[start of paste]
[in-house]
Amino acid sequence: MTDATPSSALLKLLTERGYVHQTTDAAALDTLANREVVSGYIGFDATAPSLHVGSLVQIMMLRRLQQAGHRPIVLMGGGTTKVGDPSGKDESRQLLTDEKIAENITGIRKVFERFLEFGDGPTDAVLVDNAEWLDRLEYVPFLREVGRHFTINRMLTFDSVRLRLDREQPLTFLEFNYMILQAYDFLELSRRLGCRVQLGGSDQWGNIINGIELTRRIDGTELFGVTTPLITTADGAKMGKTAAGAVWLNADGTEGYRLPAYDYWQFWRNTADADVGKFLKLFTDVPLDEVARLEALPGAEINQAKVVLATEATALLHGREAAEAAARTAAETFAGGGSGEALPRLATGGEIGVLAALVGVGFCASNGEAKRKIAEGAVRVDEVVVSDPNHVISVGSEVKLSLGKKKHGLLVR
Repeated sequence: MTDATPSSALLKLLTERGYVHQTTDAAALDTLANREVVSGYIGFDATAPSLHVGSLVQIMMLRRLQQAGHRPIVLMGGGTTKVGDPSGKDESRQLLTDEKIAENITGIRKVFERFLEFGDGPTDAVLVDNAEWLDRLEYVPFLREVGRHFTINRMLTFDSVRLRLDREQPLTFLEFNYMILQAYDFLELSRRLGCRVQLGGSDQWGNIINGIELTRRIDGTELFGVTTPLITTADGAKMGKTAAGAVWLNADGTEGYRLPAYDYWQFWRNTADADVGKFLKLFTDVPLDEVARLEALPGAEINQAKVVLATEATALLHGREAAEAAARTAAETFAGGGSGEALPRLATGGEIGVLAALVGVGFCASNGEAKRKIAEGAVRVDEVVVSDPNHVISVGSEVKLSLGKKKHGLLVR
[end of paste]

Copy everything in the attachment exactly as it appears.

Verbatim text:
[in-house]
Amino acid sequence: MTDATPSSALLKLLTERGYVHQTTDAAALDTLANREVVSGYIGFDATAPSLHVGSLVQIMMLRRLQQAGHRPIVLMGGGTTKVGDPSGKDESRQLLTDEKIAENITGIRKVFERFLEFGDGPTDAVLVDNAEWLDRLEYVPFLREVGRHFTINRMLTFDSVRLRLDREQPLTFLEFNYMILQAYDFLELSRRLGCRVQLGGSDQWGNIINGIELTRRIDGTELFGVTTPLITTADGAKMGKTAAGAVWLNADGTEGYRLPAYDYWQFWRNTADADVGKFLKLFTDVPLDEVARLEALPGAEINQAKVVLATEATALLHGREAAEAAARTAAETFAGGGSGEALPRLATGGEIGVLAALVGVGFCASNGEAKRKIAEGAVRVDEVVVSDPNHVISVGSEVKLSLGKKKHGLLVR
Repeated sequence: MTDATPSSALLKLLTERGYVHQTTDAAALDTLANREVVSGYIGFDATAPSLHVGSLVQIMMLRRLQQAGHRPIVLMGGGTTKVGDPSGKDESRQLLTDEKIAENITGIRKVFERFLEFGDGPTDAVLVDNAEWLDRLEYVPFLREVGRHFTINRMLTFDSVRLRLDREQPLTFLEFNYMILQAYDFLELSRRLGCRVQLGGSDQWGNIINGIELTRRIDGTELFGVTTPLITTADGAKMGKTAAGAVWLNADGTEGYRLPAYDYWQFWRNTADADVGKFLKLFTDVPLDEVARLEALPGAEINQAKVVLATEATALLHGREAAEAAARTAAETFAGGGSGEALPRLATGGEIGVLAALVGVGFCASNGEAKRKIAEGAVRVDEVVVSDPNHVISVGSEVKLSLGKKKHGLLVR